An anonymized database was created from the hospital registry (from 2014 to 2021) to search for patients who underwent isolated coronary artery bypass grafting procedures. Further selection criteria included preoperative EF < 40% (heart failure with reduced EF) and procedural use of either cold blood or del Nido cardioplegia. Patients who required additional procedures or had retrograde cardioplegia delivery were excluded from the study.

Research Ethics Board Consent

This study is a retrospective analysis of a fully anonymized institutional dataset. No further interventions were made to subjects, and all data were readily available. As such, following the National Code for Clinical Trials (National Code on Clinical Researches, 2011), research ethics board consent is not mandatory for the quantitative part of the study. Furthermore, all admitted patients consented to medical data processing for scientific purposes before admission to the hospital.

Surgical Treatment of Coronary Artery Disease - Qualification and Strategy

Before the procedure, coronary angiography was carefully evaluated. The qualification process throughout the entire period was based on the actual European Society for Cardiology/European Association for Cardiothoracic Surgery Clinical Guidelines[5,6]. Our institution has a Heart Center structure, so the heart-team assessment was performed whenever indicated.

Our facility routinely uses the left internal mammary artery (LIMA) for left anterior descending grafting. Other coronary arteries are revascularized using the saphenous vein. However, in patients younger than 50 years old, total arterial revascularization is the preferred method.

Anesthesia and Preparation for Coronary Artery Bypass Grafting

Combined general anesthesia was used for every patient. Each patient was intubated, and a central venous port was introduced, preferably via the right jugular vein. A Foley catheter was placed into the bladder. At the end of LIMA harvesting, unfractionated heparin was administered at a calculated dose adjusted to the patient’s body mass to achieve an activated clotting time (ACT) of at least 480 seconds. After completing the procedure, anticoagulation was reversed with protamine sulfate (1.5 mg/100 units of heparin).

Surgical Procedure

Median sternotomy was used for all cases. LIMA was harvested using low-energy coagulation. The bridging harvesting technique was used for saphenous vein harvest, and the standard surgical technique was used for radial artery harvest. After achieving an adequate ACT, an arterial cannula was inserted into the ascending aorta, and a double-staged venous cannula was inserted into the right atrium. Cardiopulmonary bypass was initiated. After placing the cross-clamp and administering cardioplegia (following the specific protocol below), distal anastomoses were performed using 7.0 or 8.0 sutures. The cross-clamp was released, and the return of rhythm was observed. Defibrillation was performed whenever necessary. Proximal anastomoses were performed on the ascending aorta using 6.0 sutures with the vessel partially clamped. Subsequently, weaning from extracorporeal circulation was done, and the cannulas were removed. After reversing anticoagulation, chest tubes were inserted into the left pleura and pericardium, and the sternum was closed with surgical wires. The subcutaneous tissue and skin were then sutured.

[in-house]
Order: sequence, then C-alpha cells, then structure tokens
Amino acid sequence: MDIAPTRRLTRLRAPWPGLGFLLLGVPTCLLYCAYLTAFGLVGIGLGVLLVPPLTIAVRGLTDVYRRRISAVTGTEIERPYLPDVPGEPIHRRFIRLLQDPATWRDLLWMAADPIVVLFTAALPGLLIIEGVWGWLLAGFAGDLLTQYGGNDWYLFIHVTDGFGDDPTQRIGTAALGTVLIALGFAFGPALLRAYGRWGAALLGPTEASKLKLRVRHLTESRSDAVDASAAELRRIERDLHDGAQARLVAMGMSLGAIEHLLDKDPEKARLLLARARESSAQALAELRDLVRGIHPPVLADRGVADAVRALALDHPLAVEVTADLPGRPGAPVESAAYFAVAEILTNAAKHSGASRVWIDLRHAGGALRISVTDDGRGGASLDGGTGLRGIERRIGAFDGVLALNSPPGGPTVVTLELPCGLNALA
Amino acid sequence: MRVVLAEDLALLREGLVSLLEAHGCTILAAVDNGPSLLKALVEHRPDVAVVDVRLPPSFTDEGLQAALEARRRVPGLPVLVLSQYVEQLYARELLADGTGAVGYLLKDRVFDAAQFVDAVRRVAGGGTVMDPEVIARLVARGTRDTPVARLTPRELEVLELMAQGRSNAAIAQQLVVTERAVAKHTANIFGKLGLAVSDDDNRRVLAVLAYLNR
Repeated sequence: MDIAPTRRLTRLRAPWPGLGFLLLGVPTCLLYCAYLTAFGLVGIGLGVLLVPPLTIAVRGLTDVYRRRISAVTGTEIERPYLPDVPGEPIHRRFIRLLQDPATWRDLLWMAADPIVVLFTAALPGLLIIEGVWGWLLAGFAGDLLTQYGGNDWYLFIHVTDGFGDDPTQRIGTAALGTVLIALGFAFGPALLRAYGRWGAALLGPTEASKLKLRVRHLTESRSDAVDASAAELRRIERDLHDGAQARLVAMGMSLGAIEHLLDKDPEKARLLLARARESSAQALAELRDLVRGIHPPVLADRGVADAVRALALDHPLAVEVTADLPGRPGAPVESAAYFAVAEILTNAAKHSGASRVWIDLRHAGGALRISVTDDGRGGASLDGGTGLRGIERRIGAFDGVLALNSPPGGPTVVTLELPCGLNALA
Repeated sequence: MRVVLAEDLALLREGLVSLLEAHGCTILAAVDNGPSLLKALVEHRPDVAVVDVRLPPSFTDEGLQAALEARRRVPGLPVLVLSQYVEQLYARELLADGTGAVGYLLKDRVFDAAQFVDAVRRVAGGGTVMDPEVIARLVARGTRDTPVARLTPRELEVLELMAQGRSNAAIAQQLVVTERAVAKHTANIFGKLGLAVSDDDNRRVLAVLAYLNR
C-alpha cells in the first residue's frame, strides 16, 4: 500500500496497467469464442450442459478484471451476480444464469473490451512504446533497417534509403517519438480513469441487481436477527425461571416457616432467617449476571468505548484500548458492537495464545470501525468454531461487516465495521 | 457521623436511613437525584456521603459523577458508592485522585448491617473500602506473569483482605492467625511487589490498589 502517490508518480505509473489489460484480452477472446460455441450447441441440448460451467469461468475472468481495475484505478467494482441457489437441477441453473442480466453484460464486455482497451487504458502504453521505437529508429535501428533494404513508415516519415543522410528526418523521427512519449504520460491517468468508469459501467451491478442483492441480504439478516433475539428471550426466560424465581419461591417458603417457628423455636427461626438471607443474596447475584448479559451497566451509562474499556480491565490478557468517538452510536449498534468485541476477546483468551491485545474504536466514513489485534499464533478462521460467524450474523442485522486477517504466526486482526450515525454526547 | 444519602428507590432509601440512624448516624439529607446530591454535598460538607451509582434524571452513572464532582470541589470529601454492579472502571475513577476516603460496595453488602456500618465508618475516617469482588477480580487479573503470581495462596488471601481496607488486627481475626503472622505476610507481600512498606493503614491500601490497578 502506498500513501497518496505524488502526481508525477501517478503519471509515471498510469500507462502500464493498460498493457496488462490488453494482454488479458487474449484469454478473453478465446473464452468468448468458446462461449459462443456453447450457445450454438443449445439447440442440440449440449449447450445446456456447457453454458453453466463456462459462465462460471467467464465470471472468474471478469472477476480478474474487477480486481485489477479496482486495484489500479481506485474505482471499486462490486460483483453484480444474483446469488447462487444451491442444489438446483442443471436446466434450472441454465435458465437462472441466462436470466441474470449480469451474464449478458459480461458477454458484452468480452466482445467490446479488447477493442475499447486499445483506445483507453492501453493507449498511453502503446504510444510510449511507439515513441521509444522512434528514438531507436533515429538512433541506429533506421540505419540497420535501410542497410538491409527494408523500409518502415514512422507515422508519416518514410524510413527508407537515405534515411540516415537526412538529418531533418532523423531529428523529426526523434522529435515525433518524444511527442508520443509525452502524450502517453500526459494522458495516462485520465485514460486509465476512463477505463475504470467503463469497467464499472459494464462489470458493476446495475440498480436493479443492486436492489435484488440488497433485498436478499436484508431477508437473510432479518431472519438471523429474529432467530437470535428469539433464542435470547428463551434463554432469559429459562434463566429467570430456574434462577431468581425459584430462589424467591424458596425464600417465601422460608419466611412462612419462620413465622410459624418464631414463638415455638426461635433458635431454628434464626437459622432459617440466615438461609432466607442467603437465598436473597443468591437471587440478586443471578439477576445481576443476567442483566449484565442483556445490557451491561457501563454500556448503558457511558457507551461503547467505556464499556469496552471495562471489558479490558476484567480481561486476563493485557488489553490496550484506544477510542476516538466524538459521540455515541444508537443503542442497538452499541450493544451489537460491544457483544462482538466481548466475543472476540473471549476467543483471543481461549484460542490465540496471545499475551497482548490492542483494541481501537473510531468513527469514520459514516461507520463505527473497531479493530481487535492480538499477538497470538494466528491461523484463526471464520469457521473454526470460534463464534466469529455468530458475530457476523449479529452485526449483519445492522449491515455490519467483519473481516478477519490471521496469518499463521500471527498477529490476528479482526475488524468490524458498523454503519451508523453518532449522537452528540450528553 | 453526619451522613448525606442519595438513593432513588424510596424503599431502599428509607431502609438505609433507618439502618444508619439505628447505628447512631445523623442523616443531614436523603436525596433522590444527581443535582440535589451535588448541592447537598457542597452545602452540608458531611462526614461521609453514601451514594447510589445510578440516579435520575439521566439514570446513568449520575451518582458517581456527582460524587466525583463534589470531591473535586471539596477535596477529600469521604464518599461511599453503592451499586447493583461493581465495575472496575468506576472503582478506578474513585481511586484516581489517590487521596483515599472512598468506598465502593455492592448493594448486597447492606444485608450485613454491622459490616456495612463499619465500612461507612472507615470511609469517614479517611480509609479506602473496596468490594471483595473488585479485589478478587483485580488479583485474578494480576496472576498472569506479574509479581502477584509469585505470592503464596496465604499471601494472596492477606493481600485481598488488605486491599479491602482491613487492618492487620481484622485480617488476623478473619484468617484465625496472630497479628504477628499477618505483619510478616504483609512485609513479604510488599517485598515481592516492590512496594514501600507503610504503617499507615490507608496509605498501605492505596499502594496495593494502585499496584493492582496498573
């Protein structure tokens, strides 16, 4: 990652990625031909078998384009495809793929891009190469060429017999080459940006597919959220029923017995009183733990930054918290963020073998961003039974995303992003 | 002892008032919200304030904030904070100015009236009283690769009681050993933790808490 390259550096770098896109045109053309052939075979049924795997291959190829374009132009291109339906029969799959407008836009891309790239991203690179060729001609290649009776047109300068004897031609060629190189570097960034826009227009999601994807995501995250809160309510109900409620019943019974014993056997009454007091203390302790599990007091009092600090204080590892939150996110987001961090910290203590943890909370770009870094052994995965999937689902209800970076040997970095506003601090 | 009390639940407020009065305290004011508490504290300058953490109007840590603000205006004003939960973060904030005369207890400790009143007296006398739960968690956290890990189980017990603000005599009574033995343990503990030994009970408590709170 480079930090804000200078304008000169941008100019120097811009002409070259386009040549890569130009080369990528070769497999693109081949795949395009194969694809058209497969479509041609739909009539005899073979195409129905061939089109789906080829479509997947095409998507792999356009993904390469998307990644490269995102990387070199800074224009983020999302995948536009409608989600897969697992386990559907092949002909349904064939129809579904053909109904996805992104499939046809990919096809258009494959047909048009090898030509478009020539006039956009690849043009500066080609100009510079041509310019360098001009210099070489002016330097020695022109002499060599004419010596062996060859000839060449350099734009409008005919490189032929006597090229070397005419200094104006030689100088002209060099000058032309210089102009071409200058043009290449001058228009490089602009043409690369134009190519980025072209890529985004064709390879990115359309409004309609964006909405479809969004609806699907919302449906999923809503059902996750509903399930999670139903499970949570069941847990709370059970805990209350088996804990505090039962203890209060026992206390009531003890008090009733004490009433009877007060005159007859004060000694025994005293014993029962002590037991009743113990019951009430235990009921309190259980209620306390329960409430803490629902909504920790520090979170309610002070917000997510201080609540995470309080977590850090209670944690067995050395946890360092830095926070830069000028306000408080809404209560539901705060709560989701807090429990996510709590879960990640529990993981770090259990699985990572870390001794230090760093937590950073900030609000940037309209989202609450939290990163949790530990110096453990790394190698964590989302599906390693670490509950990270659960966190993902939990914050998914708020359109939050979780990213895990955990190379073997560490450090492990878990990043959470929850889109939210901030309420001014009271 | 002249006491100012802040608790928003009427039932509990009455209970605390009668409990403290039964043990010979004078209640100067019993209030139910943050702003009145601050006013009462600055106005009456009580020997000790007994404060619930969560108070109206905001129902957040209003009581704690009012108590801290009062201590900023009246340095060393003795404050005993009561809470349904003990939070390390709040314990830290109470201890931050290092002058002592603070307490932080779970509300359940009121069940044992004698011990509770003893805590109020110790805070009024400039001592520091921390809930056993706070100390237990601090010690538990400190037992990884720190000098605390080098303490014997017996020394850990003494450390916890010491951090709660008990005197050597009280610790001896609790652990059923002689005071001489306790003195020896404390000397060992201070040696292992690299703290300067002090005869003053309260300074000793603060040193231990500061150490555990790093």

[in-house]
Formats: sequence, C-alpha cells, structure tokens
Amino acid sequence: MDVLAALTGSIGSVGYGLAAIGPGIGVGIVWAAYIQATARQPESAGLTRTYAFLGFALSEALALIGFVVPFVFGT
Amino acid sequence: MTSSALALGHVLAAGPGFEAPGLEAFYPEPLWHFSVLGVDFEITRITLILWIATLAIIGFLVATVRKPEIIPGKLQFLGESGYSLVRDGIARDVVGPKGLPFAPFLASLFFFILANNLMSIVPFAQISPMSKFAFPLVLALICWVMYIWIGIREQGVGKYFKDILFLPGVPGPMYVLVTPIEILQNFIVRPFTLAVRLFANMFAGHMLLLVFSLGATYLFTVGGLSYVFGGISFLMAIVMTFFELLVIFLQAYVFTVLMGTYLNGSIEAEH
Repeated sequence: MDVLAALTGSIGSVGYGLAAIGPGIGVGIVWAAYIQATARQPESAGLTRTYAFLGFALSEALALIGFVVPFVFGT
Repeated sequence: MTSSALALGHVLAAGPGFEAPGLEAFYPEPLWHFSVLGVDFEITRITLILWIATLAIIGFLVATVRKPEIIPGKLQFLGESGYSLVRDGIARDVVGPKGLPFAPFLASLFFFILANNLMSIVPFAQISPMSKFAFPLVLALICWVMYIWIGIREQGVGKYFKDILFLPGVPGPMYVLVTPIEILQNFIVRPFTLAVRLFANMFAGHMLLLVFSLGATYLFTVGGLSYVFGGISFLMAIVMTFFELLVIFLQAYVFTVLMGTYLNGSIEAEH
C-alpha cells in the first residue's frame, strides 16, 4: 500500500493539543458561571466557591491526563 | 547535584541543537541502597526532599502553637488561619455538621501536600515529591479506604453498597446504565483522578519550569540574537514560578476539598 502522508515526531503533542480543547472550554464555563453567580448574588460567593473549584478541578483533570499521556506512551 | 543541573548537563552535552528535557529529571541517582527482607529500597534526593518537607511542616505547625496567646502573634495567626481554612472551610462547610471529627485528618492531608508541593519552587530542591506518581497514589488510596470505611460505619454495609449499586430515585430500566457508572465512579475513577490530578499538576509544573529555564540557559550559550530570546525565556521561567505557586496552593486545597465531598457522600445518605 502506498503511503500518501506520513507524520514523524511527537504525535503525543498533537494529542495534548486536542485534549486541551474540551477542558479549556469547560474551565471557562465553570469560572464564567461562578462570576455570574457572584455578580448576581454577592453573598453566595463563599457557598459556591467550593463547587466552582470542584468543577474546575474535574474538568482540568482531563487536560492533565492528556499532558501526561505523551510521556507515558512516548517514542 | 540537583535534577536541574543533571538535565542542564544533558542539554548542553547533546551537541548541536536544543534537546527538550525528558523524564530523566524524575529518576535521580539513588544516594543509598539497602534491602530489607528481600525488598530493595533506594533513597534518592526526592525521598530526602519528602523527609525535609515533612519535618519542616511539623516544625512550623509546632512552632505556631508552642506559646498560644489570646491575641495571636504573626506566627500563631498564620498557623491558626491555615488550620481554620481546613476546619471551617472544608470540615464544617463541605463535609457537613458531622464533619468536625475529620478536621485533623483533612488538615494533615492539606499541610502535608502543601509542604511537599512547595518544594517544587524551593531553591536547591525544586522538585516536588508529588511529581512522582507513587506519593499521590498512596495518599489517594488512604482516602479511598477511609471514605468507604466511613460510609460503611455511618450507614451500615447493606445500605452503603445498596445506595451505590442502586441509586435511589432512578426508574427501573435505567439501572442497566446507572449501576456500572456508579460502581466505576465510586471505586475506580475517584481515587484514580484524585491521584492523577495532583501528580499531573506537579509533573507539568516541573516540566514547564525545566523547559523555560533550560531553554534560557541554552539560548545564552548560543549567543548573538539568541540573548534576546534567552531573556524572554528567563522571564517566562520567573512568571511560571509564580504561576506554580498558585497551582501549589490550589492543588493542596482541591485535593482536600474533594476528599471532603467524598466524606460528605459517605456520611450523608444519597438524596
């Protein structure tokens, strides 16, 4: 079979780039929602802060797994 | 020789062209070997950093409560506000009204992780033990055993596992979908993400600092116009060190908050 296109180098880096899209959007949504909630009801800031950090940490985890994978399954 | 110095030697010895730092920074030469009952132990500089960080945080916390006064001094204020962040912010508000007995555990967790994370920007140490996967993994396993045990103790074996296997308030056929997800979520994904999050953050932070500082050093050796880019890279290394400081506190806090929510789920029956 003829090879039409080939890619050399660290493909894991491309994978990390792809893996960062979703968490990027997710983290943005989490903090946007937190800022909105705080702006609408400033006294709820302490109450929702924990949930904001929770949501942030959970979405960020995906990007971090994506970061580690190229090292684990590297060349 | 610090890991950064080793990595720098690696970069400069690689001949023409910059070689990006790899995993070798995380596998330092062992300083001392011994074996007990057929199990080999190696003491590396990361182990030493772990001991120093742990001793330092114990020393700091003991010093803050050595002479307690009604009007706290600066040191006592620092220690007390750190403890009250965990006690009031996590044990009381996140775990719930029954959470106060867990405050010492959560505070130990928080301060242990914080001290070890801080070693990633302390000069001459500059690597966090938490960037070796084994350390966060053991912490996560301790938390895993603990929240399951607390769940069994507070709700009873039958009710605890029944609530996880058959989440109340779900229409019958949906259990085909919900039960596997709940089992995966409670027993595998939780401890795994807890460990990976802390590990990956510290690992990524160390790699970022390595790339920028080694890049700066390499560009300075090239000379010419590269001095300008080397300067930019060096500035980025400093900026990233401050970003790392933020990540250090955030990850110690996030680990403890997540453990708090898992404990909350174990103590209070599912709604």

Cardioplegia Protocol

Antegrade cardioplegia was administered to most of the patients at our institution. Retrograde cardioplegia was rarely used and reserved for selected cases. The cold blood cardioplegia used in our protocol contained 500 mL of crystalloid, consisting of 435 mL Plasma-Lyte A, 20 mL mannitol 15%, 20 mL NaHCO₃ 8.4%, and 25 mL KCl 2 mEq/mL. The crystalloid was mixed with autologous blood in a ratio of 4:1 (blood:crystalloid). The electrolyte concentration and administration protocol are provided in Table 1.

Table 1 - Cardioprotection protocol comparison.
Components in crystalloid volume Del Nido cardioplegia (1059 ml) Cold blood cardioplegia (500 ml)
Na+ (mEq) 153 81
K+ (mEq) 31 52
Ca++ (mEq) - -
Mg++ (mEq) 19.24 1.3
HCO3- (mEq) 13 20
Cl- (mEq) 124 92.6
CH₃COO- (mEq) 27 11.7
C₆H₁₁O₇- (mEq) 23 10
Lidocaine (g) 0.130 -
Mannitol (g) 3.26 3
Blood additive Yes; 1:4 (blood:crystalloid) Yes; 4:1 (blood:crystalloid)
Dosage (mL) 20 mL/kg; maximal single dose: 1500 mL 15 mL/kg; additional 5 mL/kg every 20-30 minutes
Infusion pressure (mmHg) 100-200 100-200
Infusion flow (mL/min) 200-300 200-300
Infusion temperature (°C) 4-ago. 4-ago.
Table 1 - Cardioprotection protocol comparison.